This Pretty Boy Becomes Pretty Good at Winning

A. J. Foyt called him Pretty Boy. The rest of the racing Establishment wondered what he was doing in oval racing--was his yacht broken? Weren’t the lifts working at Aspen? Did he think it was a way to meet girls? Didn’t people like him think cars came with chauffeurs?

He had seen too many Steve McQueen movies, they concluded. The first time he saw Gordon Johncock or one of the Unser brothers in his rear-view mirror, he would turn white and head for the pits.

How could anyone with a Roman numeral in his name go down the short chutes of Indy with the guys who came to the track from the lube racks of Torrance or the dirt tracks of Texas?

This wasn’t white-scarf racing on the tree-lined circuits of Europe. This wasn’t for monocled Marquises de Portago. This was for guys who drank from a bottle, who played poker with death. This was a saloon fighter’s game, not a hand-kisser’s--a no-limit, any-raise game where the ante was your life.


They called him Danny Boy. They were pretty sure nobody had asked the girls before they hid this profile behind a bubble helmet and flame-proof neckerchief.

They called him the designer driver. They wondered if he’d show up in a Gucci-Cosworth.

They all agreed that Daniel John Sullivan III didn’t belong in a 220-m.p.h. turbocharged race car, he belonged on a polo pony--or in a tango act.

He’d been a male model in New York. He’d never driven anything more dangerous than a New York taxicab. He’d never had to be cut out of a tub of flaming steel or steer his way through oil-slicked grooves at speeds faster than the mind can think.

So, when he went out the first time on that brutal brickyard, that frightening clash of men and metal, and stayed in the game, the modern equivalent of the Christians and the lions for 148 laps, the gurus of Indy were astounded.

When he didn’t come back the next year, they wisely nodded their heads. When you hit the wall at Indy, as Sullivan had, you tend to remember you promised your mother you’d never drive too fast.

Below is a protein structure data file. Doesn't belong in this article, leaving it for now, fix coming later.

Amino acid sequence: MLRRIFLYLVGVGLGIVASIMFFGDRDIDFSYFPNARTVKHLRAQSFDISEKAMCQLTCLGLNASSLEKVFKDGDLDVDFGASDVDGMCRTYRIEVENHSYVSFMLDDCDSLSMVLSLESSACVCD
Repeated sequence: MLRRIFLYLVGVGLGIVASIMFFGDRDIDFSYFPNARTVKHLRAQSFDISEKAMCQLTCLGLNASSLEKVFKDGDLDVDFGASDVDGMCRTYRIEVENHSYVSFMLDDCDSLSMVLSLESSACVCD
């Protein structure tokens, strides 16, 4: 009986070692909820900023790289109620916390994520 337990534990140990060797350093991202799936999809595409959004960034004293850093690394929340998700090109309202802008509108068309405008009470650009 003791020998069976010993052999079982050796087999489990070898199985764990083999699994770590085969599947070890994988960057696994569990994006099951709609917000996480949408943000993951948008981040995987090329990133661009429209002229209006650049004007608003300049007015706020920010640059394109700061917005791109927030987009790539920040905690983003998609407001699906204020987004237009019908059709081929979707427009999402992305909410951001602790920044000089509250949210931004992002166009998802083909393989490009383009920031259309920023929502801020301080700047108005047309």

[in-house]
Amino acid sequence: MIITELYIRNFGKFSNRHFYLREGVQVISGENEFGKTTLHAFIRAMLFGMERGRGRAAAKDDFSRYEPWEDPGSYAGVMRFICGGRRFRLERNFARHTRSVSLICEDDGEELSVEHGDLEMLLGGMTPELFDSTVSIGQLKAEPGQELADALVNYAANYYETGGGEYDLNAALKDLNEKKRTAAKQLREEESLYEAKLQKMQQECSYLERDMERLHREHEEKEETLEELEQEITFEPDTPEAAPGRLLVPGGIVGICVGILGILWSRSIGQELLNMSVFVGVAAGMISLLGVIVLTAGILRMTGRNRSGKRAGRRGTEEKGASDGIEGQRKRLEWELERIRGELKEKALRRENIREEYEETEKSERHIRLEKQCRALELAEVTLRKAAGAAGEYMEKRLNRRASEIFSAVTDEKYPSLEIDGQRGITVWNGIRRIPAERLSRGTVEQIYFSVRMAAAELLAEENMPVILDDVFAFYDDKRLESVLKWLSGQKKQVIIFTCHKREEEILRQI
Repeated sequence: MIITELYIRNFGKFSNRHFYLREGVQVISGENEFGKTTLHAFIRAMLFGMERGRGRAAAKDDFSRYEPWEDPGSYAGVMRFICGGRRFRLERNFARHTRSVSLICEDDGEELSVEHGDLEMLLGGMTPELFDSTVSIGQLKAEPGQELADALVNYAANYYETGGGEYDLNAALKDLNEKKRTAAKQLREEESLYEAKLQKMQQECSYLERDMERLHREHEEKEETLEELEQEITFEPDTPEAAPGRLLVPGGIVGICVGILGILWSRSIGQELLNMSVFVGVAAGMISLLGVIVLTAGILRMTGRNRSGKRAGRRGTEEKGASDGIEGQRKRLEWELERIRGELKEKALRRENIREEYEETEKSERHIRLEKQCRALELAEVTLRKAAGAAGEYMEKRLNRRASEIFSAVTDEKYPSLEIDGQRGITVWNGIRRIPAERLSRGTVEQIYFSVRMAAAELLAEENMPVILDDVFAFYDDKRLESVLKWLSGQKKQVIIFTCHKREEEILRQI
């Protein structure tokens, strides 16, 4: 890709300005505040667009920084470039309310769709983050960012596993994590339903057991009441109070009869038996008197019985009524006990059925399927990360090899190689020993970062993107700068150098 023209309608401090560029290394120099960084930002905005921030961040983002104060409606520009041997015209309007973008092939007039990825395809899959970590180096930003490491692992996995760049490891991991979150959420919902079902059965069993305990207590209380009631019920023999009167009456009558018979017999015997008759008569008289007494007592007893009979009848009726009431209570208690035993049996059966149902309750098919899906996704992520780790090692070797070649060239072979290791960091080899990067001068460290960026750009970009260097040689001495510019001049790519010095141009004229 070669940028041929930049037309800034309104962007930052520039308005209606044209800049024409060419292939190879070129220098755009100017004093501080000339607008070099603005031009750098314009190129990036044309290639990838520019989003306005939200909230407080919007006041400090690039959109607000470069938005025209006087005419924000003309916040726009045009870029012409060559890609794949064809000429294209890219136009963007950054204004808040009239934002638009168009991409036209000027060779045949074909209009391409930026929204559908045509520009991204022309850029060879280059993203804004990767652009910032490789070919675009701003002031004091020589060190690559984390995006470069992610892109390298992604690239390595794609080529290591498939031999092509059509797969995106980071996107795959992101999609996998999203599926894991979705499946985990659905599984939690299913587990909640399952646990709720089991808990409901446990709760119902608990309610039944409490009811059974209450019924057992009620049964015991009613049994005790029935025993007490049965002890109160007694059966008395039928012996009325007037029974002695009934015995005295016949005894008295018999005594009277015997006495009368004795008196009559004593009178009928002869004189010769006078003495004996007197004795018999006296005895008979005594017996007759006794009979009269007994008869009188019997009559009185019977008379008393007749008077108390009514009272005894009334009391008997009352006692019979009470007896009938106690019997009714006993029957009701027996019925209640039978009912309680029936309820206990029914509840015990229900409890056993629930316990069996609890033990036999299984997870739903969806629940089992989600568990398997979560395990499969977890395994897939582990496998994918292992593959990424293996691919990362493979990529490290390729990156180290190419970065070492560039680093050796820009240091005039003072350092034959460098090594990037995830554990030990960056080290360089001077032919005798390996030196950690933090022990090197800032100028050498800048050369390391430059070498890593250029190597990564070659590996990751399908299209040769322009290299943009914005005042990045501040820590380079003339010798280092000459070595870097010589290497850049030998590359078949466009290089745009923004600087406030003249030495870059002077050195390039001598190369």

When he came back in ’84, Indy sat up. They relaxed again when he rode over the wheel of Roberto Guerrero’s car, trying amateurishly to avoid the crash of driver Pat Bedard.

But when he won Pocono’s 500, the Preakness in the Triple Crown of auto racing, Roger Penske, who runs the New York Yankees of auto racing, snapped him up.


And Danny Sullivan blew off the flower of American racing at last year’s Indy, out-dicing Foyt, the Unsers, the Andrettis, Tom Sneva and all the guys who had 20 years on him in dirt track cars, sprint cars and road racers.

No one knows quite what makes a race driver. The same things that make a wire walker, lion tamer, high-iron worker or maybe even an international jewel thief. The need to live life on the edge, the zest for danger, the scorn for the placid.

Danny Sullivan never looked like a guy who wanted to floor-board it through life.

In New York, his life, while not exactly sedentary, had run more to your basic lounge lizard, a guy who looked at home in open shirt fronts with a vodka rocks in one hand and a reigning centerfold in the other. But there was a restlessness about him that the brittle cafe society life could never still.


Still, he learned to race in Europe, and the pit crews at Indy still expected him to show up on race day in top hat and tails. Penske knew better.

“No one fit a car better,” Penske said. “I began to realize early in ’84 he was the one to beat.”

Instead of beating him, Penske joined him. “I knew I had my quarterback,” he told the press.

Sullivan’s Indy victory last year was no ride at the beach. It was your usual miasma of falling tires, spinning metal, wall bangs and fire in the pits. If it had been a fight, it would have been like “Rocky IV.”


On Lap 120, Sullivan, who was driving faster, tried to reel in the leader, Mario Andretti. Mario, one of the craftiest drivers on the speedway, is hard to pass. You can get to him. You can’t get by him.

Danny ducked down below the apron to get by. His wheels stumbled over the paint. It went into a smoking-tire, 360-degree spin.

The next sound you usually hear in such cases is the wail of the track ambulance. Sullivan had shamrocks. He also had Andretti. Probably only a half-dozen racers in the world would have gotten through that smoke and spinning car without a head-on. Mario Andretti is one of them.

Sullivan lost only his lead. He still had his hair, teeth, limbs--and life--when the car stopped spinning. Twenty laps later, he took over the race, safely, from Andretti.


Danny is in a milieu more to his image this weekend. The Toyota Grand Prix of Long Beach is an Indy car race but it has more the aura of champagne and finger sandwiches to it, and its audience runs more to leggy blondes in silk and satin and pearls than guys in baseball caps holding beer cans.

It moves Danny closer to the movie crowd, with which he moves as easily as he does down a back straight in a Penske-Cosworth.

When he isn’t in a race car or an airplane, Danny is usually on the arm of a movie star and is as familiar a face in the fan magazines as Burt Reynolds.

But he’s no longer just another pretty face, the driver from Rodeo Drive. He’s Indy champion, the roughest, toughest, hardest-to-catch of the breed.


And Foyt no longer calls him Pretty Boy. Now, he’s become to A.J. “that damn Sullivan.”